Romania has meanwhile been able to access financial markets. For Latvia, we expect this to happen in the second half of this year, ahead of schedule. In view of the engagement of the Austrian banks in Eastern Europe, these are very encouraging developments, and I am glad to add that the banks have contributed to this with their responsible behaviour, especially through the Vienna Initiative.
It is the obligation of the recipients of financial assistance to do their utmost to deliver on their programme. It is clear that Greece has to seriously reinforce the implementation of budgetary savings and the economic reforms before any new steps may be taken. Likewise it needs to implement its privatisation programme. This is a matter of urgency, and I expect new measures to be announced shortly.
It is also clear that financial assistance is a measure only needed when other measures have failed. Its use implies that policies have not been appropriate for a long time before. This has to be addressed and it is being addressed.
It sounds simple but is still essential to recall that prevention is always better than correction – not to speak of crisis management.
That is why we are in the process of reforming economic governance in Europe. Last September, the Commission introduced a legislative package consisting of three main elements:
1. to strengthen the Stability and Growth Pact in order to prevent unsustainable fiscal positions emerging, and to correct such positions promptly, should they nevertheless emerge,
2. to introduce surveillance of macroeconomic imbalances and divergences in competitiveness, with corrective actions recommended if excessive imbalances are identified, and
3. to create a more effective enforcement mechanism, with earlier and more automatic sanctions in the case of violation of the rules.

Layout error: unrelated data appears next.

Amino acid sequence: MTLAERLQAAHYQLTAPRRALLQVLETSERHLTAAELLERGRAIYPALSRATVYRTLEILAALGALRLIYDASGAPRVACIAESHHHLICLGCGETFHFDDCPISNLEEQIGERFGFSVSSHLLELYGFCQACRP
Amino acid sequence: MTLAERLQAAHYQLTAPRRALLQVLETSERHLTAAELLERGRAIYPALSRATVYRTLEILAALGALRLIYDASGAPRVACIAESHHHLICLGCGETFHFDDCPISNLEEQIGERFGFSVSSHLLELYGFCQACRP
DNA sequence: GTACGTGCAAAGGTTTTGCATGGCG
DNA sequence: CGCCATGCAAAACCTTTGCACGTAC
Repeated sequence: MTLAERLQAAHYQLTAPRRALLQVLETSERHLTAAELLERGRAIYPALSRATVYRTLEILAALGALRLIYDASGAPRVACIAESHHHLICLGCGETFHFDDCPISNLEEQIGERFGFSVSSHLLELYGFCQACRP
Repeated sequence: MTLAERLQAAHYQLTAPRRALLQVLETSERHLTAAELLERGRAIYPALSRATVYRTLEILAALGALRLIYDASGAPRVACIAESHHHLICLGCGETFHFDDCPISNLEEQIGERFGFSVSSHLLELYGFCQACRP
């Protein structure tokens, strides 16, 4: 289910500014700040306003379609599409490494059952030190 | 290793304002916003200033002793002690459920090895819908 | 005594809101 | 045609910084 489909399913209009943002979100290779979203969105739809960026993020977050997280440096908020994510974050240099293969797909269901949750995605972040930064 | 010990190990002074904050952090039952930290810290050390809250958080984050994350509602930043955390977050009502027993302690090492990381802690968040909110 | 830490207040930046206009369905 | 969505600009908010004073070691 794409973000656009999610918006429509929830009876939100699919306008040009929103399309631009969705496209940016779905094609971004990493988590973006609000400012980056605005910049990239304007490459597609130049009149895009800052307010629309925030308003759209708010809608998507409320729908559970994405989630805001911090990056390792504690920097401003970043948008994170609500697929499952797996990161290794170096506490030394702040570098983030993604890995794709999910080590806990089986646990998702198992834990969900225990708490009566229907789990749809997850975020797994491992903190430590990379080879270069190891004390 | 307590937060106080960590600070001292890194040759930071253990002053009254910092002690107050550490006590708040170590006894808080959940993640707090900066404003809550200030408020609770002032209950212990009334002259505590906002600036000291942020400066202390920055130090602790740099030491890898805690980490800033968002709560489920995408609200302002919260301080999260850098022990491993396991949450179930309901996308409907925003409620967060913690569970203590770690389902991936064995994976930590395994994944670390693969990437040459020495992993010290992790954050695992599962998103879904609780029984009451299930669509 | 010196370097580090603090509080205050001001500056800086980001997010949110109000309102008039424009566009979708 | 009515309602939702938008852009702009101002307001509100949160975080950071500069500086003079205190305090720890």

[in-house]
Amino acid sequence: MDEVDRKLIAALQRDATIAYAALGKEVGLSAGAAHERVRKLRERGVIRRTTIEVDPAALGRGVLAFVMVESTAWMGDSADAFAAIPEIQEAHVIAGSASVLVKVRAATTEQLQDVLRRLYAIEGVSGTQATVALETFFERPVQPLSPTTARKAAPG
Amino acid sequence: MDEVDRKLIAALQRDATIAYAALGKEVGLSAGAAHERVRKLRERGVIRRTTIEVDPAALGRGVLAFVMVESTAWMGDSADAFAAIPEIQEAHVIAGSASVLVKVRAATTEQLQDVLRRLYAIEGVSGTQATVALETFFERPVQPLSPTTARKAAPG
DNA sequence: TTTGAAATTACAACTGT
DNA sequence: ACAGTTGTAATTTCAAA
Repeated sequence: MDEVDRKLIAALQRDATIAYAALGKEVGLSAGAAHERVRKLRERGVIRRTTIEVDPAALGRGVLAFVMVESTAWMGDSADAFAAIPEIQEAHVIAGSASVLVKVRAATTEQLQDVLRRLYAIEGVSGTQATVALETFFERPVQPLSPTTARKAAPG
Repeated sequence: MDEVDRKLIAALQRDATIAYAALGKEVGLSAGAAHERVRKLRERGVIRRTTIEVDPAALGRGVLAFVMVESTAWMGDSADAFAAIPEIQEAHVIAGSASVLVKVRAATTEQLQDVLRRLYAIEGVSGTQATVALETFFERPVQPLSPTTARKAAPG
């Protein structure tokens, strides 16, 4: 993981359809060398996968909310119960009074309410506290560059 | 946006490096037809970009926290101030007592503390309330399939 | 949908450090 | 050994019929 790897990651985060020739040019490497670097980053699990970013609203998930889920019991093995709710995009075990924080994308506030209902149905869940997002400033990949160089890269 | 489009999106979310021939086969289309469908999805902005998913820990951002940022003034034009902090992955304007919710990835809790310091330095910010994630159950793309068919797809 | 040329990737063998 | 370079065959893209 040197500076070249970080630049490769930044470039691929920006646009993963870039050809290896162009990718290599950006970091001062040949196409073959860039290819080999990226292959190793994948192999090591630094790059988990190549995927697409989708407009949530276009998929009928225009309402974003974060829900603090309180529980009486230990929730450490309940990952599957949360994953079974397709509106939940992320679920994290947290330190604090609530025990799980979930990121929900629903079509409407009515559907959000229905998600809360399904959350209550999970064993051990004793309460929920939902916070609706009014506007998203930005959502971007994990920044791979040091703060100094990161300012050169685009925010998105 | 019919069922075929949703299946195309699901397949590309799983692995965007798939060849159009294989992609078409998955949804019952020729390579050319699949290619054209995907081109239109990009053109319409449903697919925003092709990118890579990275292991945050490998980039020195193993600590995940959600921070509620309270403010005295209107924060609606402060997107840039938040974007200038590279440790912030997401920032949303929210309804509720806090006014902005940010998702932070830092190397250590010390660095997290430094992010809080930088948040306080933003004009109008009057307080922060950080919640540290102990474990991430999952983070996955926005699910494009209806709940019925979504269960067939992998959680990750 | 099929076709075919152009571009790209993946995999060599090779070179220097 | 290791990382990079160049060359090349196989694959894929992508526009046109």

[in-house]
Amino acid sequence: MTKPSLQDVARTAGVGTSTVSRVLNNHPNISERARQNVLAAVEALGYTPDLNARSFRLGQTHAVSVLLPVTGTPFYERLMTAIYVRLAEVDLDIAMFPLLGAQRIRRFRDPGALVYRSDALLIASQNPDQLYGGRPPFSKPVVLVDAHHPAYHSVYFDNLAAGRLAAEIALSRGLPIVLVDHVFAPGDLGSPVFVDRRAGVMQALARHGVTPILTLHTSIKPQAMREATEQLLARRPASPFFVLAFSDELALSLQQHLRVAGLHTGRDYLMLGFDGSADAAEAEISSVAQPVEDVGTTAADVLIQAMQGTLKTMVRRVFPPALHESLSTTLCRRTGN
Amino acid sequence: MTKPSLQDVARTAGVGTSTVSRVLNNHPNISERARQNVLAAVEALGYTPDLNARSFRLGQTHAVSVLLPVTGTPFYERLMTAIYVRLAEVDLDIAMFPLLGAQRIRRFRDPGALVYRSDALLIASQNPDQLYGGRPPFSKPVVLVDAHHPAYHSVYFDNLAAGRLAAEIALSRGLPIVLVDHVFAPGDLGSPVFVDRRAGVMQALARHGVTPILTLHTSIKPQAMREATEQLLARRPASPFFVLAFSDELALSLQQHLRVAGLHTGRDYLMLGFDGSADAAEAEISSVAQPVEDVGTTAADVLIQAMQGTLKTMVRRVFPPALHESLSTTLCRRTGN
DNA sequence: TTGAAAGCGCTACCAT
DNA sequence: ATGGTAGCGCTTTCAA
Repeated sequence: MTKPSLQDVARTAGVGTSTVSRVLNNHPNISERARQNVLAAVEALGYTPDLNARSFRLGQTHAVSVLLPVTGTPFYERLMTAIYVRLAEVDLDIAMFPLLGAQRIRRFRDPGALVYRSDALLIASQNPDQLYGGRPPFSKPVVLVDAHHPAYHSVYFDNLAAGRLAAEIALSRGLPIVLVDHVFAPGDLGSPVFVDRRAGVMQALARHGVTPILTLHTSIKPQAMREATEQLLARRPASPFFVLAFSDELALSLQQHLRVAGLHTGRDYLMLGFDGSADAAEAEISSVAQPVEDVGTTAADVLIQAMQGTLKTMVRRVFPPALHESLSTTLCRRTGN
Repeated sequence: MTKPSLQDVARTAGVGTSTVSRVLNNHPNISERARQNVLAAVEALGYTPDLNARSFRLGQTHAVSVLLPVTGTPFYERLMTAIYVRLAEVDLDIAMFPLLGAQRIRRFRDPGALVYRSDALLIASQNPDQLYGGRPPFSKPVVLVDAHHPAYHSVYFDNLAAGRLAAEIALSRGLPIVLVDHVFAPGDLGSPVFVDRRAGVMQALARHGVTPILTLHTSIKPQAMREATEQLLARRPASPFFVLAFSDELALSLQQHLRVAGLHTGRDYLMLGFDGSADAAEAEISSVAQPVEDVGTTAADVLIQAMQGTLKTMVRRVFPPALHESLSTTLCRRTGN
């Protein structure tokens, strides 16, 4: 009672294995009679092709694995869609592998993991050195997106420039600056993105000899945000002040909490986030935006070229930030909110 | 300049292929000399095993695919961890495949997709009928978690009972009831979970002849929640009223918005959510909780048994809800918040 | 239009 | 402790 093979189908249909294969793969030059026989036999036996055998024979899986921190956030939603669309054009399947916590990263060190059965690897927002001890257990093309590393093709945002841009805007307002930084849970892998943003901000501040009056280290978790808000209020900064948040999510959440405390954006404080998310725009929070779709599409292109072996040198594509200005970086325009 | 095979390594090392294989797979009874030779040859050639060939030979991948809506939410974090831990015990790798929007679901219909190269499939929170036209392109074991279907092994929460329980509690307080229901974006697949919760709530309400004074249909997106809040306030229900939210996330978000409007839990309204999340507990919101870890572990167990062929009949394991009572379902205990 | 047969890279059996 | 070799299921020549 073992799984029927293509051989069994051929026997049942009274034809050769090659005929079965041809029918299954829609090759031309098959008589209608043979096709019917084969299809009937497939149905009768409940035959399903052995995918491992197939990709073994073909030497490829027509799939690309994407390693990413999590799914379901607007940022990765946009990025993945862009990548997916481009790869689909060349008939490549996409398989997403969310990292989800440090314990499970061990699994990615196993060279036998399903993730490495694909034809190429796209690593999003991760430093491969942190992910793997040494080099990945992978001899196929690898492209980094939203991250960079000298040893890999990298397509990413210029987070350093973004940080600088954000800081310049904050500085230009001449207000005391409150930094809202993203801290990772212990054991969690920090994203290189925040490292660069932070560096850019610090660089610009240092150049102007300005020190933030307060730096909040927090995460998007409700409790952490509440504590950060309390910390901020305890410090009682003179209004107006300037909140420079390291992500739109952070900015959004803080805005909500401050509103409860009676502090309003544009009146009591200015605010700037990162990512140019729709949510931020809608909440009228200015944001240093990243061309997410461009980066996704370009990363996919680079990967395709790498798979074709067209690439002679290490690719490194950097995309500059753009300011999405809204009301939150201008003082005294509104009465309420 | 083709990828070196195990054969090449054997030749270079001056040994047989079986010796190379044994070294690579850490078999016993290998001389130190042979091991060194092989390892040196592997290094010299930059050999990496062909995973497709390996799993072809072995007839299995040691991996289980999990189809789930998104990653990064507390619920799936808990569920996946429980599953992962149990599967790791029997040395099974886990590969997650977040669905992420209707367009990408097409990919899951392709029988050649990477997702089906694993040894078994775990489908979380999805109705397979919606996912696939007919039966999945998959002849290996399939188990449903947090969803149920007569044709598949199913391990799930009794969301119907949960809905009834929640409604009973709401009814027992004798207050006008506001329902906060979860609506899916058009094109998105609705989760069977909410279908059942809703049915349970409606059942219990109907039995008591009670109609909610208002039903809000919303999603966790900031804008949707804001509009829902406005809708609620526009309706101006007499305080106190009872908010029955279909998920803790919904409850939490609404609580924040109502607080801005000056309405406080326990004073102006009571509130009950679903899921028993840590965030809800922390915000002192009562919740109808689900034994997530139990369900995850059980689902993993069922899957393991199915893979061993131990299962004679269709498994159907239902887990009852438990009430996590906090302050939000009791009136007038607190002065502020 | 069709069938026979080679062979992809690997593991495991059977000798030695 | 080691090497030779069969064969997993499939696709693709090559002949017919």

Many people doubt that much will change. I have to disagree. I am fully confident that we will finally end up with tough fiscal rules and with a new emphasis on high debt levels, backed up by a much stronger sanctions mechanism than up until now, and also by an effective framework to deal with broader macroeconomic imbalances.
I trust that the Council and European Parliament can agree on the package in June, so that we will have the new rules in place shortly.
Strong national fiscal frameworks are also a necessary element of the governance reform. Austria provides a good example on this with its national stability pact created in 1999 and improved over time.
Ladies and Gentlemen,
It has also been clear for long already that the current stage of the crisis is a severely intertwined combination of a sovereign debt crisis and banking sector fragilities. It is clear as well that we cannot solve one without solving the other. We need to resolve both in parallel.
That's what we have been doing. To conclude, let me summarise this:
First, we have prevented a financial meltdown.
Second, we have contained the sovereign debt crisis into three countries, whose public finances, banking sectors and growth policies are being totally revamped.
Third, we embarked on fiscal consolidation process across Europe to reduce fiscal deficits and to put the debt ratios on a downward path. Moreover, many Members States are implementing growth enhancing structural reforms that were considered impossible just a year ago.
Fourth, we have created a new architecture of financial regulation and supervision, with tough rules and competent supervisory authorities.
Fifth, we are about to conclude a major reform of economic governance, in order to prevent imprudent fiscal policies and detrimental macroeconomic imbalances in the EU.
We are not there yet, the work goes on. The coming weeks before the summer recess will be crucial in terms of completing our crisis response, concerning the bank stress tests, the stability mechanism and Greece.
There will difficult decisions ahead. But we are making significant progress. The most telling evidence of progress is the economic recovery that we are now witnessing in the great majority of the Member States, Austria included. I have no doubt that, with perseverance and determination, we will overcome also the remaining challenges.
Hence, my response to Joseph Schumpeter's question "what Europe is made of" is the following:
Europa ist aus hartem Holz geschnitzt. [Europe is cut from tough wood.]